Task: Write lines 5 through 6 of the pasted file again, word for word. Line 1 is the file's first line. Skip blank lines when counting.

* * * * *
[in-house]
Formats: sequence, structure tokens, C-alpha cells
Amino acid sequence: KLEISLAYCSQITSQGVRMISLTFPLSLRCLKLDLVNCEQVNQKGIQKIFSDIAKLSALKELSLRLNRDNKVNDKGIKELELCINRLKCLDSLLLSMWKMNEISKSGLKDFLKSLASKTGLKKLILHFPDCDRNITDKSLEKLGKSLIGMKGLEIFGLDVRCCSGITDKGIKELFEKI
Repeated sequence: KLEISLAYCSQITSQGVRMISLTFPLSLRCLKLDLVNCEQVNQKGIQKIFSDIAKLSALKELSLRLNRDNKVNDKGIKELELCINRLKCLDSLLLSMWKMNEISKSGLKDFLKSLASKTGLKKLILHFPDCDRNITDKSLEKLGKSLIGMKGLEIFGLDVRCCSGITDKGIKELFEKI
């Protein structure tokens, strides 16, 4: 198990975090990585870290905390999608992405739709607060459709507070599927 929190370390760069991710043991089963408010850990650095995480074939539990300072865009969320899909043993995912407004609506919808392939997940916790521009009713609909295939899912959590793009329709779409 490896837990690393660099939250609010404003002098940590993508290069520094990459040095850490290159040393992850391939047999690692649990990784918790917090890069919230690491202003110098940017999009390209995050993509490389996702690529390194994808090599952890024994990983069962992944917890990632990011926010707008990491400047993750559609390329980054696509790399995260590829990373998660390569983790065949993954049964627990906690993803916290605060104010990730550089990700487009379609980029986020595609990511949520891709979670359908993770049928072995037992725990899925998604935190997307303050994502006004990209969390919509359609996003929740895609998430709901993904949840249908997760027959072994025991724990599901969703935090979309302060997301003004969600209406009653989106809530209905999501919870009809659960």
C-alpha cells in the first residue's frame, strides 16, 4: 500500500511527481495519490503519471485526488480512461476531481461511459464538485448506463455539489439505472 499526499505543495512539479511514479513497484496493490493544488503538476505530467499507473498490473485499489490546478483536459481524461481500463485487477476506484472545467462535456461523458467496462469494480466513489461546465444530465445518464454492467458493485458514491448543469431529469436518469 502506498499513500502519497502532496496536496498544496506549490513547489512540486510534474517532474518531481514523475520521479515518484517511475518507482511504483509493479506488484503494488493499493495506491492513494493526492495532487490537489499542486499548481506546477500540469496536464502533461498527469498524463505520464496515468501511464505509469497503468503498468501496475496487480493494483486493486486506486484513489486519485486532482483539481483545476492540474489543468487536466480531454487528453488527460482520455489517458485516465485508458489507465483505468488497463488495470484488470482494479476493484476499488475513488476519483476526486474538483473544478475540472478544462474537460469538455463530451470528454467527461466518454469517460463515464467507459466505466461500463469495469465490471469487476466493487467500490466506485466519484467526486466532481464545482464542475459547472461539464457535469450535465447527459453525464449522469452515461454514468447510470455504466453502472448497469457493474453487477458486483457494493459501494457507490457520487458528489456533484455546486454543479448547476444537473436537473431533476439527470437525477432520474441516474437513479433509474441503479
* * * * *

């Protein structure tokens, strides 16, 4: 198990975090990585870290905390999608992405739709607060459709507070599927 929190370390760069991710043991089963408010850990650095995480074939539990300072865009969320899909043993995912407004609506919808392939997940916790521009009713609909295939899912959590793009329709779409 490896837990690393660099939250609010404003002098940590993508290069520094990459040095850490290159040393992850391939047999690692649990990784918790917090890069919230690491202003110098940017999009390209995050993509490389996702690529390194994808090599952890024994990983069962992944917890990632990011926010707008990491400047993750559609390329980054696509790399995260590829990373998660390569983790065949993954049964627990906690993803916290605060104010990730550089990700487009379609980029986020595609990511949520891709979670359908993770049928072995037992725990899925998604935190997307303050994502006004990209969390919509359609996003929740895609998430709901993904949840249908997760027959072994025991724990599901969703935090979309302060997301003004969600209406009653989106809530209905999501919870009809659960």
C-alpha cells in the first residue's frame, strides 16, 4: 500500500511527481495519490503519471485526488480512461476531481461511459464538485448506463455539489439505472 499526499505543495512539479511514479513497484496493490493544488503538476505530467499507473498490473485499489490546478483536459481524461481500463485487477476506484472545467462535456461523458467496462469494480466513489461546465444530465445518464454492467458493485458514491448543469431529469436518469 502506498499513500502519497502532496496536496498544496506549490513547489512540486510534474517532474518531481514523475520521479515518484517511475518507482511504483509493479506488484503494488493499493495506491492513494493526492495532487490537489499542486499548481506546477500540469496536464502533461498527469498524463505520464496515468501511464505509469497503468503498468501496475496487480493494483486493486486506486484513489486519485486532482483539481483545476492540474489543468487536466480531454487528453488527460482520455489517458485516465485508458489507465483505468488497463488495470484488470482494479476493484476499488475513488476519483476526486474538483473544478475540472478544462474537460469538455463530451470528454467527461466518454469517460463515464467507459466505466461500463469495469465490471469487476466493487467500490466506485466519484467526486466532481464545482464542475459547472461539464457535469450535465447527459453525464449522469452515461454514468447510470455504466453502472448497469457493474453487477458486483457494493459501494457507490457520487458528489456533484455546486454543479448547476444537473436537473431533476439527470437525477432520474441516474437513479433509474441503479